What is Sick Building Syndrome? And what can you do about it?

Do you sometimes feel sleepy after sitting in the office for a long time? If so, you may be suffering from Sick Building Syndrome. This syndrome is caused by unhealthy air in unhealthy buildings. In this blog you can read more about Sick Building Syndrome, its effects and how to prevent it.

Sick building syndroom

History of the Sick Building Syndrome

After the 1973 oil crisis, energy suddenly became a cost-saving product and people started investing in insulating buildings. Buildings were made airtight and rebuilt to reduce heating costs. These measures had the desired effect: energy costs fell rapidly.

But while the buildings were being insulated, not enough attention was paid to proper ventilation, and over time people developed a variety of complaints.

Official disease

Since the 1980s, the World Health Organisation has recognised Sick Building Syndrome as a real disease. The report stated that 30% of newly built houses and renovated buildings could cause the syndrome.

To this day, the problem has not been solved and many sick buildings still exist.

What are the symptoms?

Symptoms of Sick Building Syndrome include irritation of the mucous membranes of the eyes, nose and airways. Red and/or dry skin, itching, fatigue, listlessness, headaches and loss of concentration are also common.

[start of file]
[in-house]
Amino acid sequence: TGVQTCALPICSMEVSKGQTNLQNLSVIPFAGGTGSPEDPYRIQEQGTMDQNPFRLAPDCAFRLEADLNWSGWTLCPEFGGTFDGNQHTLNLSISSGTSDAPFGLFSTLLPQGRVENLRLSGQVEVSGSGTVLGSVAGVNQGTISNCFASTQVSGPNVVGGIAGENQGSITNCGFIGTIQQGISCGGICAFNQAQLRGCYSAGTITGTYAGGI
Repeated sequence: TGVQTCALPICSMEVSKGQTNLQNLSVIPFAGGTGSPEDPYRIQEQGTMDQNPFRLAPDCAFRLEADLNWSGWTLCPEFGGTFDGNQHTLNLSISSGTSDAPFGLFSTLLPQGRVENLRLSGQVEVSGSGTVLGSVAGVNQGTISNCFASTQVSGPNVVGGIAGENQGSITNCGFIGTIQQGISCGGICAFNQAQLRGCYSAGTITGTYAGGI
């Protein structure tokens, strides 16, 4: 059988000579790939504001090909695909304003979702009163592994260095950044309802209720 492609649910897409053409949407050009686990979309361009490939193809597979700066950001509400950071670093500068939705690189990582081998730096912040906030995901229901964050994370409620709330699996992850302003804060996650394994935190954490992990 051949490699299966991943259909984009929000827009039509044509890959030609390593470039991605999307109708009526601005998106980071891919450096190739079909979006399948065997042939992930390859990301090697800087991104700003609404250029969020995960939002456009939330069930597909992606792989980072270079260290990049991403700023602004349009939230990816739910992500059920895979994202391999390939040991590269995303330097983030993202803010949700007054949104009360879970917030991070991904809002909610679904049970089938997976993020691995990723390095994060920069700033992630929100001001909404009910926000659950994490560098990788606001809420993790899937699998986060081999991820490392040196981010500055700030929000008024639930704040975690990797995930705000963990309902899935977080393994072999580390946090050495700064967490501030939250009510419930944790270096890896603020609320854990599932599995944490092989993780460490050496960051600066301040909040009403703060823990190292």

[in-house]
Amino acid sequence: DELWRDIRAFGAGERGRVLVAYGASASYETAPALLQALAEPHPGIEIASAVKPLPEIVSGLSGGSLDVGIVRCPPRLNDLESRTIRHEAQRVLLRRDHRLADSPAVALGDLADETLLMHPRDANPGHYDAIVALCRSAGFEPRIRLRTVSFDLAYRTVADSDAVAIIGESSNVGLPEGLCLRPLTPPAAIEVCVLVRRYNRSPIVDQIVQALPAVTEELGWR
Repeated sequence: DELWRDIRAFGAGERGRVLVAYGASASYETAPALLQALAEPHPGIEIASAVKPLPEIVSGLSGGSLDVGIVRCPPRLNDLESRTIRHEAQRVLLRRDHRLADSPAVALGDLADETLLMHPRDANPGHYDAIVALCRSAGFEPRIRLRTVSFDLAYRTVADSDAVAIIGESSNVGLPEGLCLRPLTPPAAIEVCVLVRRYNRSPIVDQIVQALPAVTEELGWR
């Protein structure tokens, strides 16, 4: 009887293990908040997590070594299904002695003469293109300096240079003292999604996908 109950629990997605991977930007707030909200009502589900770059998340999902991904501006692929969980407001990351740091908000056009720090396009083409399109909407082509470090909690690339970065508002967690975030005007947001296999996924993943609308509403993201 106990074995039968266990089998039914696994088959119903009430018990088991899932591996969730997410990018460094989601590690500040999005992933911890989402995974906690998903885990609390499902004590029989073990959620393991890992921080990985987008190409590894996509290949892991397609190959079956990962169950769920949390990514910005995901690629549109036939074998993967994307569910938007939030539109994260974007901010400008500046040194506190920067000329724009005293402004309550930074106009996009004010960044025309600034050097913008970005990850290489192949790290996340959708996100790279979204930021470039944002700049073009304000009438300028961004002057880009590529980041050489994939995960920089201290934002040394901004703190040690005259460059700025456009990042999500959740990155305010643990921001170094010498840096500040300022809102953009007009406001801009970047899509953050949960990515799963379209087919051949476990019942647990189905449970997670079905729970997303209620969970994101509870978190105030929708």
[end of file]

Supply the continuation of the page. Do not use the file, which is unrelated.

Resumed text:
These are rarely isolated cases. They usually affect several people in the same building.

Cause Sick Building Syndrome

Sick Building Syndrome can result from prolonged exposure to an unhealthy building. The cause of the syndrome is therefore often associated with poor climate control and a poorly installed or maintained ventilation system. But the syndrome can also be caused by dust, chemical components of the (building) materials present, moisture and mould.


Sick Building Syndrome can be prevented. In existing buildings, ventilation system maintenance is necessary to ensure that the system remains clean. This will allow the ventilation system to continue doing its job and significantly reduce the likelihood of complaints.

In new buildings, it is important to design the right ventilation system in combination with the right ventilation components. Of course, the way the ventilation system is installed is also important. Finally, regular cleaning is recommended to ensure a healthy indoor environment.

Want to know more?

Want to know more about Sick Building Syndrome or other topics related to healthy indoor environments? Contact us or check out our other blogs.

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